Bus Stops: How People Actually Use Them, and the Implications for Design
Stephen Hall, Atkins, UK;Jake Desyllas, Intelligent Space, UK; Austin Byrne, Transport for London, UK
Assessment of people behaviour at bus stops and its use in future design of bus stops.
How do people behave at bus stops? This was the question to be answered to inform the publication of Transport for London?s design guide for accessible bus stops.
If we want more people to use urban public transport, we must provide bus stops that are pleasant to use. Advice on how to design a bus stop is not hard to find, but is it really based on an understanding of how people actually use bus stops? We thought not.
This paper describes our study and the insights that can support decisions on how to locate and arrange new bus stops, or ease problems at existing bus stops.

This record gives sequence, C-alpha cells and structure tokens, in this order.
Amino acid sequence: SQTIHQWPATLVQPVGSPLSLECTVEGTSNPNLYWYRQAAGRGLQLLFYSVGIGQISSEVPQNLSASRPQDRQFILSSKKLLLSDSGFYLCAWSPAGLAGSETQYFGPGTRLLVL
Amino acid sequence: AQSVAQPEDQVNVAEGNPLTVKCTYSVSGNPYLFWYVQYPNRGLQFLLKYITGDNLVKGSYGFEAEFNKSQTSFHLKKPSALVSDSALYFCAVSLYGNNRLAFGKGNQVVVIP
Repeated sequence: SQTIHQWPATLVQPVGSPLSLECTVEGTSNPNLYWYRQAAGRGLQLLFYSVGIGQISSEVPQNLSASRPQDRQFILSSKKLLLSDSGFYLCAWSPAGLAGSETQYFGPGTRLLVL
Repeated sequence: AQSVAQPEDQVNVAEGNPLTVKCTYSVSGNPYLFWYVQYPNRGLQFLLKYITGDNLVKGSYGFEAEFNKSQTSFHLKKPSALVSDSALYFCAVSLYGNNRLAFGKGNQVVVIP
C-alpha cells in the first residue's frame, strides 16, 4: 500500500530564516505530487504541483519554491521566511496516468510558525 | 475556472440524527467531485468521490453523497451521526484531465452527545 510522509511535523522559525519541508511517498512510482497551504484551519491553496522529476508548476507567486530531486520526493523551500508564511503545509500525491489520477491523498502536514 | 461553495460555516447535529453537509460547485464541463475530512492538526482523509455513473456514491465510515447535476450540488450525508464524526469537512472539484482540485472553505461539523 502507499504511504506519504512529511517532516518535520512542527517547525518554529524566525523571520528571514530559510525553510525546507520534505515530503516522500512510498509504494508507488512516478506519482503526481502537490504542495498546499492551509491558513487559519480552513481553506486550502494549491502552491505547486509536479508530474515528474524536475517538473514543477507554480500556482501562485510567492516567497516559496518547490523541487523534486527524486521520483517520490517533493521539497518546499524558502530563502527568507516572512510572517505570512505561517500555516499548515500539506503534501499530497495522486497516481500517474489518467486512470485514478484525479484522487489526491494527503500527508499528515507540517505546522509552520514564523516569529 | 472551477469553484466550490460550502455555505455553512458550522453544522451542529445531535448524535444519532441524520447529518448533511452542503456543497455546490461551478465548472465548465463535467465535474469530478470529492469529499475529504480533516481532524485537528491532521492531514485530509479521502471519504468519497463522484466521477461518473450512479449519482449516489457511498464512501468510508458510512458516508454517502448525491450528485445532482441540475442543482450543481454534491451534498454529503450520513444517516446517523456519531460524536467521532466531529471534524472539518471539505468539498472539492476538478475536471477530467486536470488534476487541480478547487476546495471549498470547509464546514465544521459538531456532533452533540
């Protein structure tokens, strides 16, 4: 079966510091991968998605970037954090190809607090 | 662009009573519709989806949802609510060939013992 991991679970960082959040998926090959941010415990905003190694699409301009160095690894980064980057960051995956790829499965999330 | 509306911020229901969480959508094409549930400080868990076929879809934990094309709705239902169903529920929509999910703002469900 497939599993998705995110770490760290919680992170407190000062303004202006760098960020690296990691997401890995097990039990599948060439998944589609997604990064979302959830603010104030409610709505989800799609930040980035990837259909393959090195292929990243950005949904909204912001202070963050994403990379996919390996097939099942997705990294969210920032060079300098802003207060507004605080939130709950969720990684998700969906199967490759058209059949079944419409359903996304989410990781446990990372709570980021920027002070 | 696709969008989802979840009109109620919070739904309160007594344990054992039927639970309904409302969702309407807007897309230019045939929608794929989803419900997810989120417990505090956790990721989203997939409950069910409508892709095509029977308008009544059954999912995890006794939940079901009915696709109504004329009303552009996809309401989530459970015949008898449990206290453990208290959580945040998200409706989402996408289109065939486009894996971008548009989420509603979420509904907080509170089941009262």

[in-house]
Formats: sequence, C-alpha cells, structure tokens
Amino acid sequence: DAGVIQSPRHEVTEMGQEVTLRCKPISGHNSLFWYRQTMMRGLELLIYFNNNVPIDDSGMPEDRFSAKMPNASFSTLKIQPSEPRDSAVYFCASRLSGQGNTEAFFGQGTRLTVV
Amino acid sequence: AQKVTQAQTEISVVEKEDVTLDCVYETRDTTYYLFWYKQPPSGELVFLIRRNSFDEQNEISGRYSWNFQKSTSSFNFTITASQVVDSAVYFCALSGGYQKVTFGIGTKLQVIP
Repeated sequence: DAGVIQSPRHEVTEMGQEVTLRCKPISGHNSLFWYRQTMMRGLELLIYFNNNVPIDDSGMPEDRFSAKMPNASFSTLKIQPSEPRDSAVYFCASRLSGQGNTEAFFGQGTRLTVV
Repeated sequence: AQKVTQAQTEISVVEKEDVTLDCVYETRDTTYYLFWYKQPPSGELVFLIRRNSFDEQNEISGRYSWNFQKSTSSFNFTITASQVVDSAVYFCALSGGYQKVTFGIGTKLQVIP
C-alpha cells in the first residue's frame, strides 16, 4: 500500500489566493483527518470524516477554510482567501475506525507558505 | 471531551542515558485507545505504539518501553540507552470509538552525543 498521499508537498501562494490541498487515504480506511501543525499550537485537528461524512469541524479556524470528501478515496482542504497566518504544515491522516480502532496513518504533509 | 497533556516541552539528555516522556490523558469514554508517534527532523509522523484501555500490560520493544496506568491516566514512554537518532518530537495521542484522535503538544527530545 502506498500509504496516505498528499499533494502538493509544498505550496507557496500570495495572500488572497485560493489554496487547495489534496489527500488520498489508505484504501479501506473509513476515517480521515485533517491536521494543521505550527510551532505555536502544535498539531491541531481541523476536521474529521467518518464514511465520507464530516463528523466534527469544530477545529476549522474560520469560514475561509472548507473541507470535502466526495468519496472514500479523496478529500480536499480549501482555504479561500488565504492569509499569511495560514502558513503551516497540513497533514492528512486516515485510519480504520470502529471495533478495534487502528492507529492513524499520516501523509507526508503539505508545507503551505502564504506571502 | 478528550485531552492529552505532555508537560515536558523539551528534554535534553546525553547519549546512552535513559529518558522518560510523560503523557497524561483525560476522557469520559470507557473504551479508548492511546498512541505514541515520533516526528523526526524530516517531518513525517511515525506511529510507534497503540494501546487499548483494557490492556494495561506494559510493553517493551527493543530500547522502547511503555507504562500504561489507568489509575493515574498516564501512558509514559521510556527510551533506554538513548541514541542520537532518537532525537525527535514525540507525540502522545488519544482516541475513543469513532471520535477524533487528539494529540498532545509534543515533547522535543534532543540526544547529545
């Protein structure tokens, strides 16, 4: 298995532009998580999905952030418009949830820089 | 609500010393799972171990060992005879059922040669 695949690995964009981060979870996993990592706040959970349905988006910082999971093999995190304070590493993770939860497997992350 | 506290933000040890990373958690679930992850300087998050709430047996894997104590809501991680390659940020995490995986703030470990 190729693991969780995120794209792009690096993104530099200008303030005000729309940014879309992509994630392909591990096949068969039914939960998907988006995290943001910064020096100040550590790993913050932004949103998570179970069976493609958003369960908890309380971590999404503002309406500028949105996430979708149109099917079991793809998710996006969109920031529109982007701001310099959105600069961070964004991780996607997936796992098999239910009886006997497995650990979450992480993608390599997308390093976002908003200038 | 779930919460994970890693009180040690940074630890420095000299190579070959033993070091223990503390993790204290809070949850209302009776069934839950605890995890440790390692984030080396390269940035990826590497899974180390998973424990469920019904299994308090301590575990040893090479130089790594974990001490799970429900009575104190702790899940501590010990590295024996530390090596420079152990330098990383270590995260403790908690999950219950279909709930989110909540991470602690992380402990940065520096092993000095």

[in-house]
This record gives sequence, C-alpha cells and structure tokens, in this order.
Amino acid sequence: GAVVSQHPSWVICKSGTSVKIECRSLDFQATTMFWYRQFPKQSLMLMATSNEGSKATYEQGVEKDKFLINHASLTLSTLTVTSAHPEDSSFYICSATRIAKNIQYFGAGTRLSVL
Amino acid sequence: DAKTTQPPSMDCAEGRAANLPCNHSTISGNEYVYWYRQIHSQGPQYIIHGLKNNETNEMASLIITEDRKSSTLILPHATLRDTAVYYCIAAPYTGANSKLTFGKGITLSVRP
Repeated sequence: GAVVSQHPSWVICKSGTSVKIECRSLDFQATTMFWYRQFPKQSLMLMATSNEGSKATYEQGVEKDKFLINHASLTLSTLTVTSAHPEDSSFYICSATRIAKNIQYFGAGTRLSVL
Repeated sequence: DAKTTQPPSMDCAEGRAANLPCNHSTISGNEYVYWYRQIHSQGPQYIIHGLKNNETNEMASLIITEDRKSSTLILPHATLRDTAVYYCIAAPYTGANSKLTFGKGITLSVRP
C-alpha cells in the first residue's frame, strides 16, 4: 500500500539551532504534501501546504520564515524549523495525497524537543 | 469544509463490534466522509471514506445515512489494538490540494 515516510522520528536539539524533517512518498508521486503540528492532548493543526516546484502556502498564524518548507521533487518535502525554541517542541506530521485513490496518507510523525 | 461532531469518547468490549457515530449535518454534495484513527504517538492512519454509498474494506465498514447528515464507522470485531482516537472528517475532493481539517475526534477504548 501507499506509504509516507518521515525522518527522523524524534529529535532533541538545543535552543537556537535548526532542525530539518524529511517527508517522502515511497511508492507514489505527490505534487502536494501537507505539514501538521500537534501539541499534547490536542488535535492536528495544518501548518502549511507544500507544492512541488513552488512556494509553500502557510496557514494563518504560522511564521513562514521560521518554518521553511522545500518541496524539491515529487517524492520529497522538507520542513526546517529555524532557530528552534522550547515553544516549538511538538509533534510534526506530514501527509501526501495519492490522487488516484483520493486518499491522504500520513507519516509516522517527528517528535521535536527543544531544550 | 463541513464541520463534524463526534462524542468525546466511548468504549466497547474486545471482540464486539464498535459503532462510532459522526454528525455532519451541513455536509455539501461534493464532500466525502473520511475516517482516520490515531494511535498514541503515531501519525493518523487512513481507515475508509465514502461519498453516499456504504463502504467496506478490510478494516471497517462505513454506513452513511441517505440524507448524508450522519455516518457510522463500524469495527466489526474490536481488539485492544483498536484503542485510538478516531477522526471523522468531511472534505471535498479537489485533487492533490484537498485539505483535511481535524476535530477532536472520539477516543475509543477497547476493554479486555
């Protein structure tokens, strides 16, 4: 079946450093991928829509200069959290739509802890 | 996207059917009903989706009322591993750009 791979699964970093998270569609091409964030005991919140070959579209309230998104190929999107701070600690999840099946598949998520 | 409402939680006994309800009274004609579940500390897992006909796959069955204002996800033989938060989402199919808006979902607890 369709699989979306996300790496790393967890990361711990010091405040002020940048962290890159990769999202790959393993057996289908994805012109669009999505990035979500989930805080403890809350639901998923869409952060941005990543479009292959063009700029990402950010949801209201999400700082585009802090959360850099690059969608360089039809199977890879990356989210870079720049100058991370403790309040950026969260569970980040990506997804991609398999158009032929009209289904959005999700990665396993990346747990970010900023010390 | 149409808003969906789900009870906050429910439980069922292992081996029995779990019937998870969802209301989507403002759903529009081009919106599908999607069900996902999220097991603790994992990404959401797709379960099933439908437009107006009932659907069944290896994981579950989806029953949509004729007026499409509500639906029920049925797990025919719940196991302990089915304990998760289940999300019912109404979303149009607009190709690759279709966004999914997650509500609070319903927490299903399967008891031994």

Five sites across London were surveyed by camera to observe the interaction of bus passengers and pedestrians at various times of day. All had different characteristics and volumes of movement. The sites were known to suffer from congestion from people boarding, alighting and waiting for buses, as well as people walking through.
A simple hypothesis of movement at bus stops was developed based on a literature review and compared to observations.
We observed that passenger and pedestrian interaction at bus stops can result in conflict at peak periods. Both observation and theory suggested that conditions are more sensitive to the number and distribution of boarders than through pedestrians or alighting passengers.
People were observed to adapt their behaviour to the conditions at each site to minimise conflicts, most strikingly when boarders form linear queues upstream of stops. This suggests that keeping large areas upstream of bus stops unobstructed is an efficient way of making best use of constrained footway widths.
The work provides an observational basis for decisions on the siting and layout of new bus stops, and alterations to ease problems at existing sites. Bus stops can be designed with a better understanding of how people are likely to use them.
Association for European Transport